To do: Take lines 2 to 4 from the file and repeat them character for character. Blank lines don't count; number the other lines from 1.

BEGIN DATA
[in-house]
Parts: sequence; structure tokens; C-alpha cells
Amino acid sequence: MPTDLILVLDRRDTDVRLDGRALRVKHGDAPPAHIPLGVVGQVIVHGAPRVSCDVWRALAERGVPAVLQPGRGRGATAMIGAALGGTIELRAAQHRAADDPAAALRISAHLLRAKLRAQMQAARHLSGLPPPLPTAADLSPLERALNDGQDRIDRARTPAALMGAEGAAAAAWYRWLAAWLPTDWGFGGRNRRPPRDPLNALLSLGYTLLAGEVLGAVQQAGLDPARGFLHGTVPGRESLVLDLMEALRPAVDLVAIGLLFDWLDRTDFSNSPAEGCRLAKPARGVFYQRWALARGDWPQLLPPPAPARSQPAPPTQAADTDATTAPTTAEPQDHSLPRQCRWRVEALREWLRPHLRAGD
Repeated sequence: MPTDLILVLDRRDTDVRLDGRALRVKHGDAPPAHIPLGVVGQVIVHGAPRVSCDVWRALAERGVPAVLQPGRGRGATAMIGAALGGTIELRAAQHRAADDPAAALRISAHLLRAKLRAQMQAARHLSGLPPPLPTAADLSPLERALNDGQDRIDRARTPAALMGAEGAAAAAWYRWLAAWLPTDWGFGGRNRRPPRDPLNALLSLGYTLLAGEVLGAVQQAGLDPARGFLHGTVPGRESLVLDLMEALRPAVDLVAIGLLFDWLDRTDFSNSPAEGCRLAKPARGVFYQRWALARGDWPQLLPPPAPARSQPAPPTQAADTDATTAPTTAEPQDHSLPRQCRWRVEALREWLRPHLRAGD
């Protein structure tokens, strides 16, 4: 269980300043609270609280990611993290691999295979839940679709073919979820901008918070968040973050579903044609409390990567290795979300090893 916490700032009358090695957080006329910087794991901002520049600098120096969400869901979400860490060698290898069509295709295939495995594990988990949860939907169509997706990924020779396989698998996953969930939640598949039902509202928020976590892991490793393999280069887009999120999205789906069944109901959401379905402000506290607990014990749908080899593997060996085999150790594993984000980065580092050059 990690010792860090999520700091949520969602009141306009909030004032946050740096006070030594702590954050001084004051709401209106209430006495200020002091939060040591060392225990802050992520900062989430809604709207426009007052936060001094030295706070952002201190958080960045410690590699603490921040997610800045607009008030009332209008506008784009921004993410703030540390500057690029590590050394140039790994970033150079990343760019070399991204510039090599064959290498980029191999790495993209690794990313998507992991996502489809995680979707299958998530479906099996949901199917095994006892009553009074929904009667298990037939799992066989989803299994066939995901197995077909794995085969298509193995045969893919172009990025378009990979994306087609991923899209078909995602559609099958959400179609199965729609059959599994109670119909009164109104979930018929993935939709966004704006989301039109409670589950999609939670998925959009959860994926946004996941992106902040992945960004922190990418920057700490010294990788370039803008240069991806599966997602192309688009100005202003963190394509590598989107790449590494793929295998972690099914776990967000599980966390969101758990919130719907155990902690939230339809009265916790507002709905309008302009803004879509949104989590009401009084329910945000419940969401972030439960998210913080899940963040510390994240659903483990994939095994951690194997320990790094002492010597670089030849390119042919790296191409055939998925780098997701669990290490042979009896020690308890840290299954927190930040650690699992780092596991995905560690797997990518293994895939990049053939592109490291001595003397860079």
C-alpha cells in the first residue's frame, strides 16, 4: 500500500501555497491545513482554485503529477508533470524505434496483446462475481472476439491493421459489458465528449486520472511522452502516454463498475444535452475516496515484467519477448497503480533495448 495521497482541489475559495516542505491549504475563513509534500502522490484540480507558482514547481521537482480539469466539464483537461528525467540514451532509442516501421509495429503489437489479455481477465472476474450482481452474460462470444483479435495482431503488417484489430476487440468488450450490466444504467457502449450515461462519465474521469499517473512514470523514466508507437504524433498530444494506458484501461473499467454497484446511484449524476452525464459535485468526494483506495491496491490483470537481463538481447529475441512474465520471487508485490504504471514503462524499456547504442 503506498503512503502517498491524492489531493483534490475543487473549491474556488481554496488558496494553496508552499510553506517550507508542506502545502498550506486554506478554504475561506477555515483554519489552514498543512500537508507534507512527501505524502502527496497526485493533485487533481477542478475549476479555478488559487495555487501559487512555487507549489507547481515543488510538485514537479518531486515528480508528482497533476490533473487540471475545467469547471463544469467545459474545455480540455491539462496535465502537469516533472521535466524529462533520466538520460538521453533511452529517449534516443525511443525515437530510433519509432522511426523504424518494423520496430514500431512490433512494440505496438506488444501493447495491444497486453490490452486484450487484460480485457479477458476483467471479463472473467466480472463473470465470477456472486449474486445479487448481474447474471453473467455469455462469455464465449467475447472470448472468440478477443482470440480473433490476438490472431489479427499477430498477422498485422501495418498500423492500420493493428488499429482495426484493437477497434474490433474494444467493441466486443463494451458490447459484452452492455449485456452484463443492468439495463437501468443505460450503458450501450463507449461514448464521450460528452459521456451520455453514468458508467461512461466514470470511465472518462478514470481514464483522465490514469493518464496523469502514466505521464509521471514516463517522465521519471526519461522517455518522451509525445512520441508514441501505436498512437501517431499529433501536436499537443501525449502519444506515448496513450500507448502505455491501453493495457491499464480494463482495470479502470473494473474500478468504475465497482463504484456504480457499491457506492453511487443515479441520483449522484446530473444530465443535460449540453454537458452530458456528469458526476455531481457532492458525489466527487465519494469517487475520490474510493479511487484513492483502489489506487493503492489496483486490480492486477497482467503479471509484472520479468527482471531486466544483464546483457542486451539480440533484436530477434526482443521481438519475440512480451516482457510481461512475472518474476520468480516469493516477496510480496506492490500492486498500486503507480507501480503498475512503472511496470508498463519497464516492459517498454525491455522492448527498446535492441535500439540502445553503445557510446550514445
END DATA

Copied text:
Parts: sequence; structure tokens; C-alpha cells
Amino acid sequence: MPTDLILVLDRRDTDVRLDGRALRVKHGDAPPAHIPLGVVGQVIVHGAPRVSCDVWRALAERGVPAVLQPGRGRGATAMIGAALGGTIELRAAQHRAADDPAAALRISAHLLRAKLRAQMQAARHLSGLPPPLPTAADLSPLERALNDGQDRIDRARTPAALMGAEGAAAAAWYRWLAAWLPTDWGFGGRNRRPPRDPLNALLSLGYTLLAGEVLGAVQQAGLDPARGFLHGTVPGRESLVLDLMEALRPAVDLVAIGLLFDWLDRTDFSNSPAEGCRLAKPARGVFYQRWALARGDWPQLLPPPAPARSQPAPPTQAADTDATTAPTTAEPQDHSLPRQCRWRVEALREWLRPHLRAGD
Repeated sequence: MPTDLILVLDRRDTDVRLDGRALRVKHGDAPPAHIPLGVVGQVIVHGAPRVSCDVWRALAERGVPAVLQPGRGRGATAMIGAALGGTIELRAAQHRAADDPAAALRISAHLLRAKLRAQMQAARHLSGLPPPLPTAADLSPLERALNDGQDRIDRARTPAALMGAEGAAAAAWYRWLAAWLPTDWGFGGRNRRPPRDPLNALLSLGYTLLAGEVLGAVQQAGLDPARGFLHGTVPGRESLVLDLMEALRPAVDLVAIGLLFDWLDRTDFSNSPAEGCRLAKPARGVFYQRWALARGDWPQLLPPPAPARSQPAPPTQAADTDATTAPTTAEPQDHSLPRQCRWRVEALREWLRPHLRAGD